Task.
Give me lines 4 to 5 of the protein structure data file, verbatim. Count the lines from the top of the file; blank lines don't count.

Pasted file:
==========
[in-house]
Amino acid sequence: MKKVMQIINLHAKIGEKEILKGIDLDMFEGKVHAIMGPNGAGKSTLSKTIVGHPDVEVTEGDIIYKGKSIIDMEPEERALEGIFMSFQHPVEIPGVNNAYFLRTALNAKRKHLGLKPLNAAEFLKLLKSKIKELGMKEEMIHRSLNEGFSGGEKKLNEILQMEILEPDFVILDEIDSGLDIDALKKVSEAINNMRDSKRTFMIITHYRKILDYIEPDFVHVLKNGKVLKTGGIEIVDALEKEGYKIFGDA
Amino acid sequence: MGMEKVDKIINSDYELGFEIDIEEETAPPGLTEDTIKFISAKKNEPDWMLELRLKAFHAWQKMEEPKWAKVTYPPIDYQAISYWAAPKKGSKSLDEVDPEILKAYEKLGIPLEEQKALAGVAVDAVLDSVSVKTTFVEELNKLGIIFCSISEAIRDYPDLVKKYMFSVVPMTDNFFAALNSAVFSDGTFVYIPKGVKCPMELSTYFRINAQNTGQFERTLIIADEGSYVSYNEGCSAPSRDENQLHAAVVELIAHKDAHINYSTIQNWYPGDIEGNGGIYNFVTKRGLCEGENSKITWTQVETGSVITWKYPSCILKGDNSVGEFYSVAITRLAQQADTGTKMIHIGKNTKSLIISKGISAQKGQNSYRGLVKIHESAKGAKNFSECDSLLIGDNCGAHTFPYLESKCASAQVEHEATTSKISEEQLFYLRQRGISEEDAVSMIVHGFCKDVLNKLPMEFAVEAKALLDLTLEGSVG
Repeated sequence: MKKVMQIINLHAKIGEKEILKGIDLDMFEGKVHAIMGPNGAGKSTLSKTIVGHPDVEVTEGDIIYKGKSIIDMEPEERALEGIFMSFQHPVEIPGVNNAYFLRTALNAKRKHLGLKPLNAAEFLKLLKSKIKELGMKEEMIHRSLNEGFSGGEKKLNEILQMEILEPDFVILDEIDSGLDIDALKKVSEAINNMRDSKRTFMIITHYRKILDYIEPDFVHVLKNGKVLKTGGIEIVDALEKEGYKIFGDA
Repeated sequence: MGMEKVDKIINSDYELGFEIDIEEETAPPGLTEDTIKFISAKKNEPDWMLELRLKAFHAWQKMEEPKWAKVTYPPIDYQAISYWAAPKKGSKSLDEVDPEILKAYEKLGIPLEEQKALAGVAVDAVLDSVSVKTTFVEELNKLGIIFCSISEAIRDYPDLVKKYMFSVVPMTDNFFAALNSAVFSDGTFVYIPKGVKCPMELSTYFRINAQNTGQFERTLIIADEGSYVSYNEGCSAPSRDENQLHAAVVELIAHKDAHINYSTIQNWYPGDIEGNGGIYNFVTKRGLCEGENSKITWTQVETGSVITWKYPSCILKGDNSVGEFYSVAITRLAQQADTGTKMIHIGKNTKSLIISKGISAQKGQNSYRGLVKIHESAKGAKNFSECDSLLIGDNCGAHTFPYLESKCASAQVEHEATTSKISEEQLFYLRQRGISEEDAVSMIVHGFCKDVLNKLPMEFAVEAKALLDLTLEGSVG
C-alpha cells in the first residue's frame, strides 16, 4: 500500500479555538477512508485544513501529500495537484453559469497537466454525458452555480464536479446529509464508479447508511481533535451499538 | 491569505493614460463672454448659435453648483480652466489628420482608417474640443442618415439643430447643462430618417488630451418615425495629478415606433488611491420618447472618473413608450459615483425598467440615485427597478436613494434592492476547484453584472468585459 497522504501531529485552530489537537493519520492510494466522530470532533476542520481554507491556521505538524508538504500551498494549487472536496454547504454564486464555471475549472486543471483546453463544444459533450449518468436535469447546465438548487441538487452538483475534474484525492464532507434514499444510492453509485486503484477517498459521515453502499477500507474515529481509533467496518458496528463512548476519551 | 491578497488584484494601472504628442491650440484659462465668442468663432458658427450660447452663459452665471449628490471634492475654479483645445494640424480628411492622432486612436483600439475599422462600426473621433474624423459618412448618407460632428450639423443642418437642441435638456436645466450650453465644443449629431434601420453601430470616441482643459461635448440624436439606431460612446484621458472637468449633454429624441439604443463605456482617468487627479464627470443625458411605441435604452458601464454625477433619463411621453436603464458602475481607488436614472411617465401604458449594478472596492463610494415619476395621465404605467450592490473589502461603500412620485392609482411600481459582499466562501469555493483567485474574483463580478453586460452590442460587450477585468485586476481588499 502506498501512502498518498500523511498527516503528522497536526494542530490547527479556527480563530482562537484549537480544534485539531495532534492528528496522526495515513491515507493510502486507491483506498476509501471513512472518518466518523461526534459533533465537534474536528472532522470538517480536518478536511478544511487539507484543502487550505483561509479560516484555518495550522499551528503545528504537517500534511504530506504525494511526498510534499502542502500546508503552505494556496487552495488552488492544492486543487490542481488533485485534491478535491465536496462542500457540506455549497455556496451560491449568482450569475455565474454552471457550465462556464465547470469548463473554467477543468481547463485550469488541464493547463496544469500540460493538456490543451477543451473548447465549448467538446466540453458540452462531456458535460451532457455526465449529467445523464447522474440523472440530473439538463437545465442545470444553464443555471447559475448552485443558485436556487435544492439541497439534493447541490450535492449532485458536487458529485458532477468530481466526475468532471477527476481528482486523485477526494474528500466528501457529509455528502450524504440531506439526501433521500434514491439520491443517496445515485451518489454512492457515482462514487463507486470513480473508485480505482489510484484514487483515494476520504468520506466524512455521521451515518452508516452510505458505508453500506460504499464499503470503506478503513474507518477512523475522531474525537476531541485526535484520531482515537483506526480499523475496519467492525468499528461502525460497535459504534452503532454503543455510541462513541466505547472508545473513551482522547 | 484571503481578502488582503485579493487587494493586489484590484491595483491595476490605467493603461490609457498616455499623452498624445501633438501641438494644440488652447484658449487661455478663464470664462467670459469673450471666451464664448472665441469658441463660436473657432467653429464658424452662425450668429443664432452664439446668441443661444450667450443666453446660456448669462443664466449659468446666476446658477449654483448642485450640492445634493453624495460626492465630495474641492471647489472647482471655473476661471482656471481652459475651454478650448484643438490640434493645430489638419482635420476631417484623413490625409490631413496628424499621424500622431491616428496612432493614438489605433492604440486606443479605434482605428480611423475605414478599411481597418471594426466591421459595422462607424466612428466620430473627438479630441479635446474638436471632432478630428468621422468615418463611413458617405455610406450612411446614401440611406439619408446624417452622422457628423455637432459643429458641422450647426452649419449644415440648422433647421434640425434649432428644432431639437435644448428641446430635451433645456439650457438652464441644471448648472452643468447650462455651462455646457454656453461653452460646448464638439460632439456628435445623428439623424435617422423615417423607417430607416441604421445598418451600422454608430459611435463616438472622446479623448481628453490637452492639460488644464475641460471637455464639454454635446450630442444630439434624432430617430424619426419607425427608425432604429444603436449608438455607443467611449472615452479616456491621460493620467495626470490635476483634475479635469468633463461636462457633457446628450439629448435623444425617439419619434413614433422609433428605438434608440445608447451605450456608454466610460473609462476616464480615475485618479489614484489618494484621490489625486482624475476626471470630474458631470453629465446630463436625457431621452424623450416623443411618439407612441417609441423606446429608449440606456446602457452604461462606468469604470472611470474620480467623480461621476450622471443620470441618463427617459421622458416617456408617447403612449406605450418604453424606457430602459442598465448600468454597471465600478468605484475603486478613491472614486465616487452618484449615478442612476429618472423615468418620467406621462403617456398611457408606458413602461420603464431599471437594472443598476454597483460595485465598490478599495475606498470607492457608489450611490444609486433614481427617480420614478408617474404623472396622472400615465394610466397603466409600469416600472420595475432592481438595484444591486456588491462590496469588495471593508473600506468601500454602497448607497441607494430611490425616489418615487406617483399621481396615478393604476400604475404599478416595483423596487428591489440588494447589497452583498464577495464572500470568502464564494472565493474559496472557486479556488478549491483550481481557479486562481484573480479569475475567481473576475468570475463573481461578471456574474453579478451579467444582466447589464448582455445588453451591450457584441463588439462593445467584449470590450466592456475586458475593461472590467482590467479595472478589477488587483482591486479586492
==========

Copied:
Repeated sequence: MKKVMQIINLHAKIGEKEILKGIDLDMFEGKVHAIMGPNGAGKSTLSKTIVGHPDVEVTEGDIIYKGKSIIDMEPEERALEGIFMSFQHPVEIPGVNNAYFLRTALNAKRKHLGLKPLNAAEFLKLLKSKIKELGMKEEMIHRSLNEGFSGGEKKLNEILQMEILEPDFVILDEIDSGLDIDALKKVSEAINNMRDSKRTFMIITHYRKILDYIEPDFVHVLKNGKVLKTGGIEIVDALEKEGYKIFGDA
Repeated sequence: MGMEKVDKIINSDYELGFEIDIEEETAPPGLTEDTIKFISAKKNEPDWMLELRLKAFHAWQKMEEPKWAKVTYPPIDYQAISYWAAPKKGSKSLDEVDPEILKAYEKLGIPLEEQKALAGVAVDAVLDSVSVKTTFVEELNKLGIIFCSISEAIRDYPDLVKKYMFSVVPMTDNFFAALNSAVFSDGTFVYIPKGVKCPMELSTYFRINAQNTGQFERTLIIADEGSYVSYNEGCSAPSRDENQLHAAVVELIAHKDAHINYSTIQNWYPGDIEGNGGIYNFVTKRGLCEGENSKITWTQVETGSVITWKYPSCILKGDNSVGEFYSVAITRLAQQADTGTKMIHIGKNTKSLIISKGISAQKGQNSYRGLVKIHESAKGAKNFSECDSLLIGDNCGAHTFPYLESKCASAQVEHEATTSKISEEQLFYLRQRGISEEDAVSMIVHGFCKDVLNKLPMEFAVEAKALLDLTLEGSVG